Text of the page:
Not sure if this is the most elegant solution (this is what I used), but you could scale your data to the range between 0 to 1 and then modify the colorbar:

import matplotlib as mpl
...
ax, _ = mpl.colorbar.make_axes(plt.gca(), shrink=0.5)
cbar = mpl.colorbar.ColorbarBase(ax, cmap=cm,
                       norm=mpl.colors.Normalize(vmin=-0.5, vmax=1.5))
cbar.set_clim(-2.0, 2.0)

With the two different limits you can control the range and legend of the colorbar. In this example only the range between -0.5 to 1.5 is show in the bar, while the colormap covers -2 to 2 (so this could be your data range, which you record before the scaling).

So instead of scaling the colormap you scale your data and fit the colorbar to that.

  • 1
    I think that's doing something subtly different…sorry I was probably not precise enough in my question. Your solution will scale the colours so that what used to represent the value 1.0 will now represent the max value in my data. The colorbar will show 0..1 as I need it (with vmin=0, vmax=1), but everything above this max value will be the same colour... – Paul Jul 30 '10 at 20:59
  • 1
    ... I've updated my question to show what I'm after more clearly. Sorry if I was too vague. – Paul Jul 30 '10 at 21:07
7

Using figure environment and .set_clim()

Could be easier and safer this alternative if you have multiple plots:

import matplotlib as m
import matplotlib.pyplot as plt
import numpy as np

cdict = {
  'red'  :  ( (0.0, 0.25, .25), (0.02, .59, .59), (1., 1., 1.)),
  'green':  ( (0.0, 0.0, 0.0), (0.02, .45, .45), (1., .97, .97)),
  'blue' :  ( (0.0, 1.0, 1.0), (0.02, .75, .75), (1., 0.45, 0.45))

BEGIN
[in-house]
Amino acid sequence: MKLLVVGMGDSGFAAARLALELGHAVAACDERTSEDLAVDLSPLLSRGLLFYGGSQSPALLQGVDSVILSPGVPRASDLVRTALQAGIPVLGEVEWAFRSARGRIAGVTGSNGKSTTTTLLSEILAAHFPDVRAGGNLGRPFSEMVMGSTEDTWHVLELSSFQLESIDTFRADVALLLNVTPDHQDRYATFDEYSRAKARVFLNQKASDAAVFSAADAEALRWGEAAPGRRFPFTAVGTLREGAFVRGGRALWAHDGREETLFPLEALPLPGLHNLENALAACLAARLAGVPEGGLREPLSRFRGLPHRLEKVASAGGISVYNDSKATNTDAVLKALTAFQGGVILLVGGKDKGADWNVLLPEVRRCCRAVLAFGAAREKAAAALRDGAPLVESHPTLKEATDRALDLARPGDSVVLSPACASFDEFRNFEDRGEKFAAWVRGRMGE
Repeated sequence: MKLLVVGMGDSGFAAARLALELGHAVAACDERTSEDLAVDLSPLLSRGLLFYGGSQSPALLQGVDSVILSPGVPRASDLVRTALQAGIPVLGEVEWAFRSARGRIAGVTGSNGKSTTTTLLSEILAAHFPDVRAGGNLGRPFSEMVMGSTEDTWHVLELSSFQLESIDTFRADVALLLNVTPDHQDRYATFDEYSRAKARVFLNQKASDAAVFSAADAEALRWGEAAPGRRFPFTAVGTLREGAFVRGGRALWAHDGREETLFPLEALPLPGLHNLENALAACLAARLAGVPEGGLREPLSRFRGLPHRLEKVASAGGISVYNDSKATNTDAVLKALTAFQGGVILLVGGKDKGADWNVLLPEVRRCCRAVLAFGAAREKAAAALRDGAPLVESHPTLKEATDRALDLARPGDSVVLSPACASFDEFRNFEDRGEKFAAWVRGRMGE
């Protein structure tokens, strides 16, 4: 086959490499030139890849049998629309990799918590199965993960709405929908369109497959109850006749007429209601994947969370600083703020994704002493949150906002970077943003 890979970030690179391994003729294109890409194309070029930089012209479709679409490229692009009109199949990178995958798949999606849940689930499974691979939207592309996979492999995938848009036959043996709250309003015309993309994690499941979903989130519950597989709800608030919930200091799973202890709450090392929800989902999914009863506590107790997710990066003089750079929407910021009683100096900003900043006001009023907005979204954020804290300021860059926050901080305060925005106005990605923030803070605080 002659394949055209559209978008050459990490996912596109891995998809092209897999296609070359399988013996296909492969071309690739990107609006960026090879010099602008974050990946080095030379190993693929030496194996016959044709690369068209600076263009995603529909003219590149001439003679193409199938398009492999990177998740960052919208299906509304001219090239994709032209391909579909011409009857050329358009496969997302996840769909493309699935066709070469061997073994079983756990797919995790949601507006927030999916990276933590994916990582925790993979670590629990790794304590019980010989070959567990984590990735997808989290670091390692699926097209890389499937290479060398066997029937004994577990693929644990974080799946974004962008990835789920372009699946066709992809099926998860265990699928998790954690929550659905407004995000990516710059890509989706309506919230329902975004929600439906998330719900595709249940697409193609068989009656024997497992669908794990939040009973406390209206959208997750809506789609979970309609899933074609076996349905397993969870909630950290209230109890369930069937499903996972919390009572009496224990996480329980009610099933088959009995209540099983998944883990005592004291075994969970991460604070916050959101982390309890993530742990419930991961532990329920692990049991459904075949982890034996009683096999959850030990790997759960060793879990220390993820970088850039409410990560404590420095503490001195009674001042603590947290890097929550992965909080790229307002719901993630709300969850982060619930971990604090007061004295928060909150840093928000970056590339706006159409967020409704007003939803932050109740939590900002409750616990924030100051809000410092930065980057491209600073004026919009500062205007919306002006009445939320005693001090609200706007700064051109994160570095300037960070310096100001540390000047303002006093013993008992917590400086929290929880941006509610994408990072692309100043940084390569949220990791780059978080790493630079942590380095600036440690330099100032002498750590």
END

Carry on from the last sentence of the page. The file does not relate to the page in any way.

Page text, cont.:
}

cm = m.colors.LinearSegmentedColormap('my_colormap', cdict, 1024)

x = np.arange(0, 10, .1)
y = np.arange(0, 10, .1)
X, Y = np.meshgrid(x,y)

data = 2*( np.sin(X) + np.sin(3*Y) )
data1 = np.clip(data,0,6)
data2 = np.clip(data,-6,0)
vmin = np.min(np.array([data,data1,data2]))
vmax = np.max(np.array([data,data1,data2]))

fig = plt.figure()
ax = fig.add_subplot(131)
mesh = ax.pcolormesh(data, cmap = cm)
mesh.set_clim(vmin,vmax)
ax1 = fig.add_subplot(132)
mesh1 = ax1.pcolormesh(data1, cmap = cm)
mesh1.set_clim(vmin,vmax)
ax2 = fig.add_subplot(133)
mesh2 = ax2.pcolormesh(data2, cmap = cm)
mesh2.set_clim(vmin,vmax)
# Visualizing colorbar part -start
fig.colorbar(mesh,ax=ax)
fig.colorbar(mesh1,ax=ax1)
fig.colorbar(mesh2,ax=ax2)
fig.tight_layout()
# Visualizing colorbar part -end

plt.show()

enter image description here

A single colorbar

The best alternative is then to use a single color bar for the entire plot. There are different ways to do that, this tutorial is very useful for understanding the best option. I prefer this solution that you can simply copy and paste instead of the previous visualizing colorbar part of the code.

fig.subplots_adjust(bottom=0.1, top=0.9, left=0.1, right=0.8,
                    wspace=0.4, hspace=0.1)
cb_ax = fig.add_axes([0.83, 0.1, 0.02, 0.8])
cbar = fig.colorbar(mesh, cax=cb_ax)

enter image description here

P.S.

I would suggest using pcolormesh instead of pcolor because it is faster (more infos here ).